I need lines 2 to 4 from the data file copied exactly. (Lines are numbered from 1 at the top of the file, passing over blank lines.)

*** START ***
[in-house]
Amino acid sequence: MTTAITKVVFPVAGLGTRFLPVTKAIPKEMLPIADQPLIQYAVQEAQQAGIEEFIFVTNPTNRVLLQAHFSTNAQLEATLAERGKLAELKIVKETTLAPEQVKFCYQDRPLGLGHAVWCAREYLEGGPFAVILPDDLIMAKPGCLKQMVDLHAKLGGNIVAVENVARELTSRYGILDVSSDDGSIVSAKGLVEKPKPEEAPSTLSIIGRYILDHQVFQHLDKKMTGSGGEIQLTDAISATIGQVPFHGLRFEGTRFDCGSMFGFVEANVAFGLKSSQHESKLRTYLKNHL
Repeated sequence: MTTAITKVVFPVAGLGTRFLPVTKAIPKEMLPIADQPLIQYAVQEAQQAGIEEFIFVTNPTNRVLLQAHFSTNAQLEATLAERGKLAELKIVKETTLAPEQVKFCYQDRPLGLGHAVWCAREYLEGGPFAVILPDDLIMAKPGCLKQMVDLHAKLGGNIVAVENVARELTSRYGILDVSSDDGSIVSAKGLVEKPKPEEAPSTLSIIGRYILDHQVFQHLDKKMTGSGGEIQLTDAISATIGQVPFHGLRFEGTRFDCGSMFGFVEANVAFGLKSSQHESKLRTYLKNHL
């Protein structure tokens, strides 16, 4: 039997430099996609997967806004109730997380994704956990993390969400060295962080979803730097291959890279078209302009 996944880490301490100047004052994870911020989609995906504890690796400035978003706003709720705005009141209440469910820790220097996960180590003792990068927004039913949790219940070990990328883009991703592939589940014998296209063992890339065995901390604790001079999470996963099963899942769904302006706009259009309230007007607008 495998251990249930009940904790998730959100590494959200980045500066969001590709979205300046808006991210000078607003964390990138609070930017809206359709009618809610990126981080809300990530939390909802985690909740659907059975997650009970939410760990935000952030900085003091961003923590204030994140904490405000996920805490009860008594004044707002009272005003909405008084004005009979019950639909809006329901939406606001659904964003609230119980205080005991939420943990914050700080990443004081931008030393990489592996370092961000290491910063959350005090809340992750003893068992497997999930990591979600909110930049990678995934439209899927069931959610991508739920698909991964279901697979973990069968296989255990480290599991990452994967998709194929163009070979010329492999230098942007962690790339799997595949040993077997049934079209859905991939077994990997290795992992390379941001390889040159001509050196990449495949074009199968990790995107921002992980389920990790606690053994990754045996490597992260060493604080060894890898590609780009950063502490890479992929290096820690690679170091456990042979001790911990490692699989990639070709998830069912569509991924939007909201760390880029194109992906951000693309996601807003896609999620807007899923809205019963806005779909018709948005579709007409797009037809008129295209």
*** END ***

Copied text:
Amino acid sequence: MTTAITKVVFPVAGLGTRFLPVTKAIPKEMLPIADQPLIQYAVQEAQQAGIEEFIFVTNPTNRVLLQAHFSTNAQLEATLAERGKLAELKIVKETTLAPEQVKFCYQDRPLGLGHAVWCAREYLEGGPFAVILPDDLIMAKPGCLKQMVDLHAKLGGNIVAVENVARELTSRYGILDVSSDDGSIVSAKGLVEKPKPEEAPSTLSIIGRYILDHQVFQHLDKKMTGSGGEIQLTDAISATIGQVPFHGLRFEGTRFDCGSMFGFVEANVAFGLKSSQHESKLRTYLKNHL
Repeated sequence: MTTAITKVVFPVAGLGTRFLPVTKAIPKEMLPIADQPLIQYAVQEAQQAGIEEFIFVTNPTNRVLLQAHFSTNAQLEATLAERGKLAELKIVKETTLAPEQVKFCYQDRPLGLGHAVWCAREYLEGGPFAVILPDDLIMAKPGCLKQMVDLHAKLGGNIVAVENVARELTSRYGILDVSSDDGSIVSAKGLVEKPKPEEAPSTLSIIGRYILDHQVFQHLDKKMTGSGGEIQLTDAISATIGQVPFHGLRFEGTRFDCGSMFGFVEANVAFGLKSSQHESKLRTYLKNHL
């Protein structure tokens, strides 16, 4: 039997430099996609997967806004109730997380994704956990993390969400060295962080979803730097291959890279078209302009 996944880490301490100047004052994870911020989609995906504890690796400035978003706003709720705005009141209440469910820790220097996960180590003792990068927004039913949790219940070990990328883009991703592939589940014998296209063992890339065995901390604790001079999470996963099963899942769904302006706009259009309230007007607008 495998251990249930009940904790998730959100590494959200980045500066969001590709979205300046808006991210000078607003964390990138609070930017809206359709009618809610990126981080809300990530939390909802985690909740659907059975997650009970939410760990935000952030900085003091961003923590204030994140904490405000996920805490009860008594004044707002009272005003909405008084004005009979019950639909809006329901939406606001659904964003609230119980205080005991939420943990914050700080990443004081931008030393990489592996370092961000290491910063959350005090809340992750003893068992497997999930990591979600909110930049990678995934439209899927069931959610991508739920698909991964279901697979973990069968296989255990480290599991990452994967998709194929163009070979010329492999230098942007962690790339799997595949040993077997049934079209859905991939077994990997290795992992390379941001390889040159001509050196990449495949074009199968990790995107921002992980389920990790606690053994990754045996490597992260060493604080060894890898590609780009950063502490890479992929290096820690690679170091456990042979001790911990490692699989990639070709998830069912569509991924939007909201760390880029194109992906951000693309996601807003896609999620807007899923809205019963806005779909018709948005579709007409797009037809008129295209």